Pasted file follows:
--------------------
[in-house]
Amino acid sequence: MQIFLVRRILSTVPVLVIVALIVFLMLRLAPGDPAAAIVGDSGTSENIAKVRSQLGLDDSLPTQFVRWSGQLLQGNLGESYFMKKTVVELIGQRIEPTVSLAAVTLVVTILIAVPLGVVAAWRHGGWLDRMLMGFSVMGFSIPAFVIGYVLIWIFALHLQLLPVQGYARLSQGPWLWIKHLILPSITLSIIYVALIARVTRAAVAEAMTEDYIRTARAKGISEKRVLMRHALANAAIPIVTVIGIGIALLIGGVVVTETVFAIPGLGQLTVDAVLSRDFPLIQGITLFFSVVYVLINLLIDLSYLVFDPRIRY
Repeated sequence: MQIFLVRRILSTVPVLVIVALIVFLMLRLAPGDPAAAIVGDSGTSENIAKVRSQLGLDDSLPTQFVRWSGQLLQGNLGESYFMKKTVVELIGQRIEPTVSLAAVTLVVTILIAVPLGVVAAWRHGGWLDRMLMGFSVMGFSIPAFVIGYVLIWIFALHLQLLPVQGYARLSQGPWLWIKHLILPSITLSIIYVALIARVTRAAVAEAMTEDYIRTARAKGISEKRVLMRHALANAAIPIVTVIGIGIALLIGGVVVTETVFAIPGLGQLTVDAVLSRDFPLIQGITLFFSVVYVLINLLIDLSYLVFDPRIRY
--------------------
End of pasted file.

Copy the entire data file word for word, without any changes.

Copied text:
[in-house]
Amino acid sequence: MQIFLVRRILSTVPVLVIVALIVFLMLRLAPGDPAAAIVGDSGTSENIAKVRSQLGLDDSLPTQFVRWSGQLLQGNLGESYFMKKTVVELIGQRIEPTVSLAAVTLVVTILIAVPLGVVAAWRHGGWLDRMLMGFSVMGFSIPAFVIGYVLIWIFALHLQLLPVQGYARLSQGPWLWIKHLILPSITLSIIYVALIARVTRAAVAEAMTEDYIRTARAKGISEKRVLMRHALANAAIPIVTVIGIGIALLIGGVVVTETVFAIPGLGQLTVDAVLSRDFPLIQGITLFFSVVYVLINLLIDLSYLVFDPRIRY
Repeated sequence: MQIFLVRRILSTVPVLVIVALIVFLMLRLAPGDPAAAIVGDSGTSENIAKVRSQLGLDDSLPTQFVRWSGQLLQGNLGESYFMKKTVVELIGQRIEPTVSLAAVTLVVTILIAVPLGVVAAWRHGGWLDRMLMGFSVMGFSIPAFVIGYVLIWIFALHLQLLPVQGYARLSQGPWLWIKHLILPSITLSIIYVALIARVTRAAVAEAMTEDYIRTARAKGISEKRVLMRHALANAAIPIVTVIGIGIALLIGGVVVTETVFAIPGLGQLTVDAVLSRDFPLIQGITLFFSVVYVLINLLIDLSYLVFDPRIRY